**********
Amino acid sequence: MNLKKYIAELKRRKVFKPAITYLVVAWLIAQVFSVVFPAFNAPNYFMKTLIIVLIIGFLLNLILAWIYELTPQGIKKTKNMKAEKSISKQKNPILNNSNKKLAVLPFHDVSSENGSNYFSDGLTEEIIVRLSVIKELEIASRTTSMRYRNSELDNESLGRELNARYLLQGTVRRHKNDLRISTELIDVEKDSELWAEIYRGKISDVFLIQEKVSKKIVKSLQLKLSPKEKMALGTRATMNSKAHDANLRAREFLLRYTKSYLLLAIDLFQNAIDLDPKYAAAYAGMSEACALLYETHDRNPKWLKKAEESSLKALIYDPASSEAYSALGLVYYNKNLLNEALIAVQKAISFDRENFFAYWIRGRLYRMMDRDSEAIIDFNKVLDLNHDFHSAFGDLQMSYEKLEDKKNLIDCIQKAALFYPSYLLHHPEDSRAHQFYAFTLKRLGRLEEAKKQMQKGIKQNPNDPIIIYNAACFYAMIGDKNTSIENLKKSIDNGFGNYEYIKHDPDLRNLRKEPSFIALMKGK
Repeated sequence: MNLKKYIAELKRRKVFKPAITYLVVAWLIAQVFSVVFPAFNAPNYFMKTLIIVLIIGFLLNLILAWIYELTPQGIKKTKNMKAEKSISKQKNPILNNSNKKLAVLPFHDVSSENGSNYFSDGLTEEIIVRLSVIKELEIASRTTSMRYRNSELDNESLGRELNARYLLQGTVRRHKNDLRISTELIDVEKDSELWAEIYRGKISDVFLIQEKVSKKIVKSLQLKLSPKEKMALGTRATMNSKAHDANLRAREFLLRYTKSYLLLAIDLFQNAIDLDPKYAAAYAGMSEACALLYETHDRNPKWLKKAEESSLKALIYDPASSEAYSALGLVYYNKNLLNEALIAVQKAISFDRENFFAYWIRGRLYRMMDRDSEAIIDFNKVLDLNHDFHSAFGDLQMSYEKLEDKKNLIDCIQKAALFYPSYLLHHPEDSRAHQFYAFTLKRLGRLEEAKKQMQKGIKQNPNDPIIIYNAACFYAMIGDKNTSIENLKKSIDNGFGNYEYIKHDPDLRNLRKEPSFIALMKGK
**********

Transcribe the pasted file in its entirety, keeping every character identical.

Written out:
Amino acid sequence: MNLKKYIAELKRRKVFKPAITYLVVAWLIAQVFSVVFPAFNAPNYFMKTLIIVLIIGFLLNLILAWIYELTPQGIKKTKNMKAEKSISKQKNPILNNSNKKLAVLPFHDVSSENGSNYFSDGLTEEIIVRLSVIKELEIASRTTSMRYRNSELDNESLGRELNARYLLQGTVRRHKNDLRISTELIDVEKDSELWAEIYRGKISDVFLIQEKVSKKIVKSLQLKLSPKEKMALGTRATMNSKAHDANLRAREFLLRYTKSYLLLAIDLFQNAIDLDPKYAAAYAGMSEACALLYETHDRNPKWLKKAEESSLKALIYDPASSEAYSALGLVYYNKNLLNEALIAVQKAISFDRENFFAYWIRGRLYRMMDRDSEAIIDFNKVLDLNHDFHSAFGDLQMSYEKLEDKKNLIDCIQKAALFYPSYLLHHPEDSRAHQFYAFTLKRLGRLEEAKKQMQKGIKQNPNDPIIIYNAACFYAMIGDKNTSIENLKKSIDNGFGNYEYIKHDPDLRNLRKEPSFIALMKGK
Repeated sequence: MNLKKYIAELKRRKVFKPAITYLVVAWLIAQVFSVVFPAFNAPNYFMKTLIIVLIIGFLLNLILAWIYELTPQGIKKTKNMKAEKSISKQKNPILNNSNKKLAVLPFHDVSSENGSNYFSDGLTEEIIVRLSVIKELEIASRTTSMRYRNSELDNESLGRELNARYLLQGTVRRHKNDLRISTELIDVEKDSELWAEIYRGKISDVFLIQEKVSKKIVKSLQLKLSPKEKMALGTRATMNSKAHDANLRAREFLLRYTKSYLLLAIDLFQNAIDLDPKYAAAYAGMSEACALLYETHDRNPKWLKKAEESSLKALIYDPASSEAYSALGLVYYNKNLLNEALIAVQKAISFDRENFFAYWIRGRLYRMMDRDSEAIIDFNKVLDLNHDFHSAFGDLQMSYEKLEDKKNLIDCIQKAALFYPSYLLHHPEDSRAHQFYAFTLKRLGRLEEAKKQMQKGIKQNPNDPIIIYNAACFYAMIGDKNTSIENLKKSIDNGFGNYEYIKHDPDLRNLRKEPSFIALMKGK